Yesterday I attended a meeting of perfume bottle collectors.
Among vintage perfume collectors, these people are sometimes called “The Enemy.” They buy for the bottle, not the juice. And (the horror!) I’ve heard that some bottle sellers pour the perfume in them down the drain.
Incidentally, displaying fragrance in clear bottles is not advised. The perfume in them cooks in bright light, resulting in that nail polish remover top note vintage buyers know too well. So the beautiful bottles presented by Lalique yesterday — all clear glass — wouldn’t benefit any perfume that might be inside them. Not that you’re going to put your limited edition signed-and-numbered Lalique flacon inside a dark cabinet. Are you?
I wish I could display my collection on a dresser top or shelf. Many of the bottles are beautiful. But for me, display is limited to the opaque ones, because it’s the contents I care most about. You can’t wear a bottle. The bottle is something you own, but it doesn’t become part of you like perfume does.
There are some bottles that are swoonworthy, though. One is pictured above.
Elsa Schiaparelli was the grand doyenne of the perfume bottle as surrealist art. She collaborated with Salvador Dali on a number of perfume bottle projects. The most well-known one is the “Le Roi Soleil” bottle, crafted by Baccarat, which was released in 1946 to celebrate the end of World War II. Dali drew the sun’s “face” as a series of birds in flight, across a rising sun, over an enamel-blue molded glass sea. (I haven’t been able to find any description of what the perfume inside smelled like — this alone is interesting, as such information is readily available on the ‘net nowadays — but most of Schaiparelli’s fragrances were of the take-no-prisoners type.) So, in this case, the bottle, er, eclipsed the perfume inside it.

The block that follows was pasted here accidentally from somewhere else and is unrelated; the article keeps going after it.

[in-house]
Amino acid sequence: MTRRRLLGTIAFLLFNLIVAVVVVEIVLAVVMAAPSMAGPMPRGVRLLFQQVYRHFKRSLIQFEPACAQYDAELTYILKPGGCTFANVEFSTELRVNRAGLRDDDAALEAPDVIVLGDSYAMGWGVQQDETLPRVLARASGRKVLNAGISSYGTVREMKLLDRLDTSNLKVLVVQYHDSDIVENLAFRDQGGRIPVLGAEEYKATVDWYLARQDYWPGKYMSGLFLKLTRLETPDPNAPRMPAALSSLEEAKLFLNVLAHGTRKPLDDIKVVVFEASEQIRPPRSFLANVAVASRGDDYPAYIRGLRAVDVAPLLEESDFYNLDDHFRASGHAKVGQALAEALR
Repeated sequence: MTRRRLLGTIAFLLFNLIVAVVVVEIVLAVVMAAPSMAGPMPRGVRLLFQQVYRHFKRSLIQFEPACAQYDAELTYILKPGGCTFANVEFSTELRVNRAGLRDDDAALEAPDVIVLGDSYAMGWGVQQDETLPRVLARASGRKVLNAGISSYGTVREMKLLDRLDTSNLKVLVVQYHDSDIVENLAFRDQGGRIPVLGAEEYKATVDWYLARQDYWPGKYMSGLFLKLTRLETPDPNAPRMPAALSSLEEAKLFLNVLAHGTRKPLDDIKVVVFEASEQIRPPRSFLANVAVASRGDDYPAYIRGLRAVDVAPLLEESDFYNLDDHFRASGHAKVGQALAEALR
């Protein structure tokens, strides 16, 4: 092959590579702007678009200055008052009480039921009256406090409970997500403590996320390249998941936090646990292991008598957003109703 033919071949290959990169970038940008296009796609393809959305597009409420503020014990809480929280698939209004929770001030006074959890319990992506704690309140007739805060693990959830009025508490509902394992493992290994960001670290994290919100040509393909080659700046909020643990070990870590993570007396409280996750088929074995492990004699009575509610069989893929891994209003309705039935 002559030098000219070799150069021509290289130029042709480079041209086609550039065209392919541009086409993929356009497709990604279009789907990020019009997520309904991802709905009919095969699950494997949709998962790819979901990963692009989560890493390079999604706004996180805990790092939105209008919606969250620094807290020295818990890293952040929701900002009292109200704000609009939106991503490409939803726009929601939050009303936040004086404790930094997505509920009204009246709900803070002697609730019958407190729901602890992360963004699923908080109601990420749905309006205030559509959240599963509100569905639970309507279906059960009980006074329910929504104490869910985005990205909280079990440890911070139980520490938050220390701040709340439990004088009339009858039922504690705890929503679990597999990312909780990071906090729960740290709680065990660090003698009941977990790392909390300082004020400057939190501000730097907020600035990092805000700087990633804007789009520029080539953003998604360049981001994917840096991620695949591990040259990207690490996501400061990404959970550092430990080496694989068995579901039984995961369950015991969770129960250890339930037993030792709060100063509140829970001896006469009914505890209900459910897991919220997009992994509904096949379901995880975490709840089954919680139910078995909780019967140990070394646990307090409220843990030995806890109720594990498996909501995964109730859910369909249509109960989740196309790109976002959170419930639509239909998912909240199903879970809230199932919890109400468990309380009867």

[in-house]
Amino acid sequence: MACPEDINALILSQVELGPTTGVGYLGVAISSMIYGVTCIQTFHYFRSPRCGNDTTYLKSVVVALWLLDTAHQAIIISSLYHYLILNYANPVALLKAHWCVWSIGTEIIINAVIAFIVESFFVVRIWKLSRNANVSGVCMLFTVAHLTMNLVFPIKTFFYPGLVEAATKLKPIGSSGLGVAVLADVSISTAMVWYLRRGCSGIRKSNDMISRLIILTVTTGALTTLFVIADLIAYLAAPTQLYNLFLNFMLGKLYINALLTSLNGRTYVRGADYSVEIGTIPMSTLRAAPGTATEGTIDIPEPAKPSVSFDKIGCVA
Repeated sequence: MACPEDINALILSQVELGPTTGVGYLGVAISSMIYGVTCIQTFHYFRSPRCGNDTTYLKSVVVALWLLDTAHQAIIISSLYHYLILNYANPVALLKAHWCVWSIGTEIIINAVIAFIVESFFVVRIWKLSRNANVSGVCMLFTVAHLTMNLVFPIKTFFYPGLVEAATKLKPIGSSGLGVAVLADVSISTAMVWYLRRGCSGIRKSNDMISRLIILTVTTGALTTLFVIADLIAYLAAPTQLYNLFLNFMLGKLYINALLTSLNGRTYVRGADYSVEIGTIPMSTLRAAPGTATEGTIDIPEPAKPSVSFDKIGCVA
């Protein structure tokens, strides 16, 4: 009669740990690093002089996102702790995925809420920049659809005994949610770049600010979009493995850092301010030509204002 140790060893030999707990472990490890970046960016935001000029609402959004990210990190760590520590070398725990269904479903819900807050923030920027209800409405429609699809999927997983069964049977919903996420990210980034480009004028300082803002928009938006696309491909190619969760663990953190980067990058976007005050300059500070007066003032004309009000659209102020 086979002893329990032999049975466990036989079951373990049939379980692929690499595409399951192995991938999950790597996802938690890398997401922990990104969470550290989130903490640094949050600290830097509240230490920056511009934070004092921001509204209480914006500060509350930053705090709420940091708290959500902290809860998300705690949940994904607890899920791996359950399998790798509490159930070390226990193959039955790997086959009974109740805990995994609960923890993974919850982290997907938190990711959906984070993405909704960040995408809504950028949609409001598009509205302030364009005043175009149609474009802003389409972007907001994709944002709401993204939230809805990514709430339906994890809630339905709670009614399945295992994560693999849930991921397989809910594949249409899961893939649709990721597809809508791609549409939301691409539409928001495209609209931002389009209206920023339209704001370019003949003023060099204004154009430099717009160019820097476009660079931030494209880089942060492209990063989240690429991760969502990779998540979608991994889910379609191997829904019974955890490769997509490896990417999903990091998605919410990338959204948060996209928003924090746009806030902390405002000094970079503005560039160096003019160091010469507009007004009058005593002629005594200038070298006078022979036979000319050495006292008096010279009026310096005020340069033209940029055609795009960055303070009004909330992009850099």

Even as a young girl I hoped to someday have a vanity, on which there would be a mirrored tray, full of fine perfumes in their beautiful bottles. The bottles atop my cabinet now — Agent Provacateur comes to mind, in its pink ceramic egg crowned by a plain metal spray nozzle — aren’t the most appealing ones. Those are stashed safely in the dark interior.
For me, it was odd to walk into a room like the one yesterday and not smell a bit of perfume. No one was wearing any. That included me. I didn’t want to offend. So, as I passed through the very upscale department store in which the meeting was held, I sprayed samples of Kurkdijan and Ford and Creed onto cards, not onto my skin as I usually would.
I guess these people love the bottles a beautiful objects, as art, so I ask: these art aficionados, these collectors, are they more in step with the concept of perfume as art than are those who (so I’ve heard) have been known to decant the perfume for wearing, and put the bottle up for sale to them?
The Dali bottle in perfect condition, not that you’re interested in such things, is currently priced at around $25,000, if you can find one. I saw one on a popular auction site that was in very bad condition (chips, broken rays, faded, no box) for just under $4000.